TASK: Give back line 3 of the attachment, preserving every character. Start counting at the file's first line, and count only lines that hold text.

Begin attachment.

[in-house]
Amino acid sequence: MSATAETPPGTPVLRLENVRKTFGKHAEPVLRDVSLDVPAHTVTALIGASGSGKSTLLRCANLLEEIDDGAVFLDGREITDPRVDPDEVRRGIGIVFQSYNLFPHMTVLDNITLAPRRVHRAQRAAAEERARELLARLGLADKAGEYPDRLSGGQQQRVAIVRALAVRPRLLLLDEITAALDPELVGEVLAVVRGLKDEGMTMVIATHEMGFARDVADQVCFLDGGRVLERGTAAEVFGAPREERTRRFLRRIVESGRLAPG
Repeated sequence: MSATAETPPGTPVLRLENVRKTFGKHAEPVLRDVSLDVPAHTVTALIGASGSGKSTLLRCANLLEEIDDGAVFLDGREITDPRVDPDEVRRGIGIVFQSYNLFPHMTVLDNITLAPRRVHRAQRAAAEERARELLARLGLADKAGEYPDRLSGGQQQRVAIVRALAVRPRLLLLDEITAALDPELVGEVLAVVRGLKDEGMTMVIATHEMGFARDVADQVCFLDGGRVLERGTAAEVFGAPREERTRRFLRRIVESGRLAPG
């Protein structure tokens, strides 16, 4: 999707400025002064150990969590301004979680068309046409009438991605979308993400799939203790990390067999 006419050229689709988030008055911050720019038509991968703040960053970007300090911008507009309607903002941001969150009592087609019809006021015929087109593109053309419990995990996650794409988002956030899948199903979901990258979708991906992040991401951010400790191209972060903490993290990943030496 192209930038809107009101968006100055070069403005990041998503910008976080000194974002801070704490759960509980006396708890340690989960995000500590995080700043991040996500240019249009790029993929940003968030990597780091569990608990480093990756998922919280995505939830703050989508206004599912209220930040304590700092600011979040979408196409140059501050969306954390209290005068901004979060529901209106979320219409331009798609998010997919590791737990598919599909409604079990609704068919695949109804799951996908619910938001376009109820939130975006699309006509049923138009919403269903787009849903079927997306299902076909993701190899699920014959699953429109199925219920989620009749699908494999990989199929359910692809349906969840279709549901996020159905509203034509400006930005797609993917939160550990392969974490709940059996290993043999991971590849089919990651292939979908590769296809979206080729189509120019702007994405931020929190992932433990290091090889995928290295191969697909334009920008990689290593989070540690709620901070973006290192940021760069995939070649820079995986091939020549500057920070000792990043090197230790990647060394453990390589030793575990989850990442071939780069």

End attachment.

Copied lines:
Repeated sequence: MSATAETPPGTPVLRLENVRKTFGKHAEPVLRDVSLDVPAHTVTALIGASGSGKSTLLRCANLLEEIDDGAVFLDGREITDPRVDPDEVRRGIGIVFQSYNLFPHMTVLDNITLAPRRVHRAQRAAAEERARELLARLGLADKAGEYPDRLSGGQQQRVAIVRALAVRPRLLLLDEITAALDPELVGEVLAVVRGLKDEGMTMVIATHEMGFARDVADQVCFLDGGRVLERGTAAEVFGAPREERTRRFLRRIVESGRLAPG